Little Pink Book is a blog series about dating smarter, not harder as an ambitious, Christian, millenial woman. Read the rest of the series here. If you’d like to submit a post to this series, send a pitch here.
My first foray into online dating was brief, confusing, and disappointing, but I fired up another dating app (not Tinder, probably never Tinder) for round two. This app is different from the last one in that it doesn’t have a daily limit for the number of potential matches you see and allows guys to message girls first.
Round two lasted about three weeks before I needed to back off and focus on other things (hello, deadlines!). I didn’t realize how much time and energy dating takes up. Nevertheless, I learned a lot about who and how I like to date. Here are five of the biggest.
Attraction is Important to Me
This seems extremely obvious, but I think a lot of girls, including me, find reasons to go out with guys we aren’t really into.
Joel* was one of those guys. He was one of the first people I talked to on the app. We talked for a bit about our shared interest in dancing, and once I recommended a place, he invited me to go. Did I want to go dancing? Heck yeah, I did. I love dancing, and the place I mentioned was one I’ve been wanting to go to for years. So, from that point of view, my answer to his invitation was an obvious yes. On the other hand, in looking at this guy’s pictures, I knew I wasn’t going to be attracted to him. But the dancing would be fun, and he seemed like a nice guy (famous last words, bruh). Don’t we all want to meet and date nice guys who treat us well?
When the date rolled around and Joel walked into the restaurant/dance club, I knew I was right. He was really nice! Gentlemanly! Picked up the tab and offered me a ride and everything! But girl, it’s not a good sign when you have to stop yourself from thinking about how cute the drummer in the Latin band is because you have a date sitting across from you.
My lack of attraction to Joel didn’t change as the night went on, and it was uncomfortable. Have you seen salsa? It’s involves a lot of body contact. It’s sexy. The music is sexy. And as awesome as Latin music is, and as much as I love dancing, getting close to someone you’re not attracted to is not fun.
When the date was over, I felt disappointed because I knew I would have to turn Joel down and possibly hurt his feelings. Who wants to be that person? I also realized that Joel could have spent that time and money on someone who was interested and I could have done the same. Imagine salsa dancing with someone you have chemistry with?
That being said, online dating is a bit of a double edged sword because sometimes, people (especially guys) take bad pictures of themselves and turn out to be much more appealing in real life. Nevertheless, I learned that I can’t force attraction and that if I’m really sure that I won’t be attracted to the person, it’s better to not go out with them, no rationalizations allowed.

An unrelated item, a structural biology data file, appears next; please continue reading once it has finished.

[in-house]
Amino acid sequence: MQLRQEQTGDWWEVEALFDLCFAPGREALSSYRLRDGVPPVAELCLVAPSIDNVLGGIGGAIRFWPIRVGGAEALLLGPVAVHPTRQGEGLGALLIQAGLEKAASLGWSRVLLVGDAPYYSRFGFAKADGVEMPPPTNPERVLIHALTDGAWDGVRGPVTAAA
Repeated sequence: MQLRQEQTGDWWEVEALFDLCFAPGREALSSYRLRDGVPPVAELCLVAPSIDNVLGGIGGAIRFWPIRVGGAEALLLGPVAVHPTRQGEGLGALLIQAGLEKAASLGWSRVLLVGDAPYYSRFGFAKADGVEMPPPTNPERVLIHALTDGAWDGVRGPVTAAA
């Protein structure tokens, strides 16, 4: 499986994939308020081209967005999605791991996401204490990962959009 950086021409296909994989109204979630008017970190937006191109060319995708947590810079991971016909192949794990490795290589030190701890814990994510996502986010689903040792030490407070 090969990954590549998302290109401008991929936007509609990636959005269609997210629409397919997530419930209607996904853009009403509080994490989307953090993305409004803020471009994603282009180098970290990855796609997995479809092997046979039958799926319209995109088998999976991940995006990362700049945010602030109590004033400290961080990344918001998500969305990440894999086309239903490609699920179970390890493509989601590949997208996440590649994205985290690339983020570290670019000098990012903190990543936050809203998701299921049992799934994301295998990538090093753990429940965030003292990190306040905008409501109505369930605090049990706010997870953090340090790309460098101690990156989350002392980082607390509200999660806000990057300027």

I’m Old School and I Like Chivalry
This one really surprised me, because I always considered myself to be one of those tough girls who didn’t need crap like that. But I noticed that I liked it when the guys I went out with held my doors, offered me a ride, called me, helped me with my coat, ordered for me, paid for the date, and just exhibited gentlemanly and chivalrous behaviour. What I like about being treated this way is that it makes me feel, wrongly or rightly, that a guy is considering my needs and what might be helpful to me. And I think the biggest thing is that it makes me feel like a guy is making an effort. I like feeling like my date wants to make a good impression on me. It’s also in line with how I was raised to think about respect. As a result, that kind of courtesy and attentiveness is really attractive and something I value. So I’m flying my old-fashioned flag high on this one, because it actually turned me off when guys didn’t do these things.
I Value Connection
Ben* was not a gentleman. He didn’t hold doors, didn’t pay for dates, didn’t offer me rides in the dead of winter, and didn’t even offer to get me a napkin for my drink, which would have required 0.5 effort and 0 dollars. But he still had his good qualities: he was really easy to talk to, highly intelligent, and generally enjoyable for me to be around. I looked forward to talking to him and I felt like I could be myself around him. I didn’t know whether my “gentleman” standards were reasonable in this cold online dating world where Netflix and chill seems to reign supreme, so I agreed to a second date. Ultimately, his likeability couldn’t overcome his lack of gentlemanliness in my books, which was one reason which led me to end things with him. And I’ve since been on enough dates to know that no, chivalry is not dead, and no, I don’t need to relax my standards.